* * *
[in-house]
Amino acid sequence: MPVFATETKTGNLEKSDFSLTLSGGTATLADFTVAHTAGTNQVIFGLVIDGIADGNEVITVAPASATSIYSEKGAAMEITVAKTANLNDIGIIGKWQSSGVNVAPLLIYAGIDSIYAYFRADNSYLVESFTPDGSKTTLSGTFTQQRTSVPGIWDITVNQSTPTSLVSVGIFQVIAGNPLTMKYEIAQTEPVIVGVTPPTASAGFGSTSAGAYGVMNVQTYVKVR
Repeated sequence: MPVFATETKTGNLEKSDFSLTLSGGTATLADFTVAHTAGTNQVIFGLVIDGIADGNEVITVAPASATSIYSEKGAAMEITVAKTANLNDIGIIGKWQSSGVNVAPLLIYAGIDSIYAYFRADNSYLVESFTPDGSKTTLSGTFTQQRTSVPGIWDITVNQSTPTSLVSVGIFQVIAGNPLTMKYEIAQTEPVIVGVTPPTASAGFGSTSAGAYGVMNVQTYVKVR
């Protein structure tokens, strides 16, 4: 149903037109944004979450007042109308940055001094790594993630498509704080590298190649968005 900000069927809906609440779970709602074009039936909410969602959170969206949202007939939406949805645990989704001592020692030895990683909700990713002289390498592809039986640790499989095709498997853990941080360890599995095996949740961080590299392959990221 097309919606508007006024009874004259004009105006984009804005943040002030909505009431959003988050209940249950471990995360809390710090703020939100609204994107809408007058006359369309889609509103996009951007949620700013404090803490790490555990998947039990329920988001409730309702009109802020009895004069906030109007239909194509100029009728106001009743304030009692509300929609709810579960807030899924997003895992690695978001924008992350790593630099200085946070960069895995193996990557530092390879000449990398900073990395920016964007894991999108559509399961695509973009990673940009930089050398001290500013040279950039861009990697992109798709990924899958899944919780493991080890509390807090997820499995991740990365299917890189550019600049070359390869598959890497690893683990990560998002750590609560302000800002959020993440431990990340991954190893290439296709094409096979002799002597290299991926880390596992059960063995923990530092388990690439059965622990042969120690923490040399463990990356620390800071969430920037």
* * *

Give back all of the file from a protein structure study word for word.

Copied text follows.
[in-house]
Amino acid sequence: MPVFATETKTGNLEKSDFSLTLSGGTATLADFTVAHTAGTNQVIFGLVIDGIADGNEVITVAPASATSIYSEKGAAMEITVAKTANLNDIGIIGKWQSSGVNVAPLLIYAGIDSIYAYFRADNSYLVESFTPDGSKTTLSGTFTQQRTSVPGIWDITVNQSTPTSLVSVGIFQVIAGNPLTMKYEIAQTEPVIVGVTPPTASAGFGSTSAGAYGVMNVQTYVKVR
Repeated sequence: MPVFATETKTGNLEKSDFSLTLSGGTATLADFTVAHTAGTNQVIFGLVIDGIADGNEVITVAPASATSIYSEKGAAMEITVAKTANLNDIGIIGKWQSSGVNVAPLLIYAGIDSIYAYFRADNSYLVESFTPDGSKTTLSGTFTQQRTSVPGIWDITVNQSTPTSLVSVGIFQVIAGNPLTMKYEIAQTEPVIVGVTPPTASAGFGSTSAGAYGVMNVQTYVKVR
């Protein structure tokens, strides 16, 4: 149903037109944004979450007042109308940055001094790594993630498509704080590298190649968005 900000069927809906609440779970709602074009039936909410969602959170969206949202007939939406949805645990989704001592020692030895990683909700990713002289390498592809039986640790499989095709498997853990941080360890599995095996949740961080590299392959990221 097309919606508007006024009874004259004009105006984009804005943040002030909505009431959003988050209940249950471990995360809390710090703020939100609204994107809408007058006359369309889609509103996009951007949620700013404090803490790490555990998947039990329920988001409730309702009109802020009895004069906030109007239909194509100029009728106001009743304030009692509300929609709810579960807030899924997003895992690695978001924008992350790593630099200085946070960069895995193996990557530092390879000449990398900073990395920016964007894991999108559509399961695509973009990673940009930089050398001290500013040279950039861009990697992109798709990924899958899944919780493991080890509390807090997820499995991740990365299917890189550019600049070359390869598959890497690893683990990560998002750590609560302000800002959020993440431990990340991954190893290439296709094409096979002799002597290299991926880390596992059960063995923990530092388990690439059965622990042969120690923490040399463990990356620390800071969430920037």